(Bloomberg) -- The Republic of Congo’s government denied speculation on social media that there had been a coup in the central African nation.

“Fanciful information suggests there may be serious events underway in Brazzaville,” government spokesman Thierry Moungalla said in a statement posted on Twitter, referring to the Congolese capital. “The government denies this fake news.”

Speculation of a military takeover surfaced on social media on Sunday, as President Denis Sassou Nguesso traveled to New York to attend the United Nations General Assembly this week. Investor concern about political discontent in Congo has led to a selloff of the nation’s dollar bonds in the wake of a military takeover in neighboring Gabon last month, with the yield on Congolese debt due in 2029 rising almost 600 basis points this month to 13.30% — the highest level this year.

The rate on the bonds rose 16 basis points to 13.46% by 10:19 a.m. in London on Monday.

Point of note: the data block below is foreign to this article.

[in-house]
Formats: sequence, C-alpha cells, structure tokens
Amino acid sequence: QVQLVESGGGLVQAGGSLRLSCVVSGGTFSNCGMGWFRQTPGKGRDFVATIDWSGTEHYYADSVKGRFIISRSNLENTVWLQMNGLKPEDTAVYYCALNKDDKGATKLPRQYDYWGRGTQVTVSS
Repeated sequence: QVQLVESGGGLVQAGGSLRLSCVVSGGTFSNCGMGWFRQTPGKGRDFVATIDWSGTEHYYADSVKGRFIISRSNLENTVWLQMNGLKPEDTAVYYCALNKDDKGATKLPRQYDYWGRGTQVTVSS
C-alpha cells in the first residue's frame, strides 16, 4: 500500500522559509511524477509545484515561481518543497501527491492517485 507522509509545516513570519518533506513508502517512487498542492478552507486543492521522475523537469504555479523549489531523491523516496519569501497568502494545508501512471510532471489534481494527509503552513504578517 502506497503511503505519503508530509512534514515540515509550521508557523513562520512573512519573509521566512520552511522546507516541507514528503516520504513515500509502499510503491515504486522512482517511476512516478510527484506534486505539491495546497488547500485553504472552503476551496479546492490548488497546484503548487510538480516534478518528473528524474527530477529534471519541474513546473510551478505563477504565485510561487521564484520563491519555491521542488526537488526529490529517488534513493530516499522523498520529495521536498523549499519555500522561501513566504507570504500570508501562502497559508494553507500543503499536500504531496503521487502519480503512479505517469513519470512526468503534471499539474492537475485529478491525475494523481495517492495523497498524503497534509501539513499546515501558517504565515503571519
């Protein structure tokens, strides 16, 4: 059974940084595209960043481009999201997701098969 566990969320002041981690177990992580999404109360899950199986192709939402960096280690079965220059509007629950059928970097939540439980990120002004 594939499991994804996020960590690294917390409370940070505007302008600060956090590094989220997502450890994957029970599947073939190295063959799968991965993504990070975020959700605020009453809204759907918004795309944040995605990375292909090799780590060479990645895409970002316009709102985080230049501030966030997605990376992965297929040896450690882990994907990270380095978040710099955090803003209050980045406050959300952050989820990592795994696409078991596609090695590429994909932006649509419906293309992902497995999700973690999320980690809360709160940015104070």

Read More: Gabon Coup Triggers Bond Selloff Sparking Contagion Fears

Sassou Nguesso, 79, has ruled Congo with an iron fist for almost four decades. He led the country from 1979 to 1992 and then returned to power at the end of a civil war in 1997, winning a fourth five-year term as president in elections two years ago.


Investors have also been jittery about potential instability in neighboring Cameroon, where President Paul Biya has been in power since 1982. Biya last month appointed new military officials in the wake of the Aug. 30 coup in Gabon, and last week banned a local newspaper over a headline about a survey on military coups.

The yield on Cameroon’s euro-denominated debt due in 2032 has risen almost 100 basis points since the Gabon putsch to 12.34% on Monday.

Read More: Another Coup in Francophone Africa Shatters Macron’s Strategy

--With assistance from Rene Vollgraaff.

(Updates with bond movements and Gabon details from fourth paragraph)

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